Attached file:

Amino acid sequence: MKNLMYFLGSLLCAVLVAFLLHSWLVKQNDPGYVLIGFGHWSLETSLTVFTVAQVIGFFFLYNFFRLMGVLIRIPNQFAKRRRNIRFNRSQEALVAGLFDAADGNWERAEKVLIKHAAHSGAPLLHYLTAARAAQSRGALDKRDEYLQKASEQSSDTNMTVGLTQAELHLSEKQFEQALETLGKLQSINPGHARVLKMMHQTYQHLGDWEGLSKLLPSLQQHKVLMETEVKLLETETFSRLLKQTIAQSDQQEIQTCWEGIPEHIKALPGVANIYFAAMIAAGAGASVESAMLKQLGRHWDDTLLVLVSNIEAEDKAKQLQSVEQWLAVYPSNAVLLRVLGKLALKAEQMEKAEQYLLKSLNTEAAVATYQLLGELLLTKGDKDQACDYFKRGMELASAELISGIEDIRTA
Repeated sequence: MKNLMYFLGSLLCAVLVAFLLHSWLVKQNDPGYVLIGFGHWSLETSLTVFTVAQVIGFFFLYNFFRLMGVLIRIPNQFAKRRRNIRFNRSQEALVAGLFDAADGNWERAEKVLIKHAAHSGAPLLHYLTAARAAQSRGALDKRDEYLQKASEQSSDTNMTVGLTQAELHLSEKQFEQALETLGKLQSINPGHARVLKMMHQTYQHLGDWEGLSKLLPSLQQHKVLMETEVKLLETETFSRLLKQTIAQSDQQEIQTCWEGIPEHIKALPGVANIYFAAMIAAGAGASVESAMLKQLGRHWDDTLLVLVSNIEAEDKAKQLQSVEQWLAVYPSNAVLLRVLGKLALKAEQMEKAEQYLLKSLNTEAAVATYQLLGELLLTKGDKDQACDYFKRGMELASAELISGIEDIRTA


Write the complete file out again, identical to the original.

Amino acid sequence: MKNLMYFLGSLLCAVLVAFLLHSWLVKQNDPGYVLIGFGHWSLETSLTVFTVAQVIGFFFLYNFFRLMGVLIRIPNQFAKRRRNIRFNRSQEALVAGLFDAADGNWERAEKVLIKHAAHSGAPLLHYLTAARAAQSRGALDKRDEYLQKASEQSSDTNMTVGLTQAELHLSEKQFEQALETLGKLQSINPGHARVLKMMHQTYQHLGDWEGLSKLLPSLQQHKVLMETEVKLLETETFSRLLKQTIAQSDQQEIQTCWEGIPEHIKALPGVANIYFAAMIAAGAGASVESAMLKQLGRHWDDTLLVLVSNIEAEDKAKQLQSVEQWLAVYPSNAVLLRVLGKLALKAEQMEKAEQYLLKSLNTEAAVATYQLLGELLLTKGDKDQACDYFKRGMELASAELISGIEDIRTA
Repeated sequence: MKNLMYFLGSLLCAVLVAFLLHSWLVKQNDPGYVLIGFGHWSLETSLTVFTVAQVIGFFFLYNFFRLMGVLIRIPNQFAKRRRNIRFNRSQEALVAGLFDAADGNWERAEKVLIKHAAHSGAPLLHYLTAARAAQSRGALDKRDEYLQKASEQSSDTNMTVGLTQAELHLSEKQFEQALETLGKLQSINPGHARVLKMMHQTYQHLGDWEGLSKLLPSLQQHKVLMETEVKLLETETFSRLLKQTIAQSDQQEIQTCWEGIPEHIKALPGVANIYFAAMIAAGAGASVESAMLKQLGRHWDDTLLVLVSNIEAEDKAKQLQSVEQWLAVYPSNAVLLRVLGKLALKAEQMEKAEQYLLKSLNTEAAVATYQLLGELLLTKGDKDQACDYFKRGMELASAELISGIEDIRTA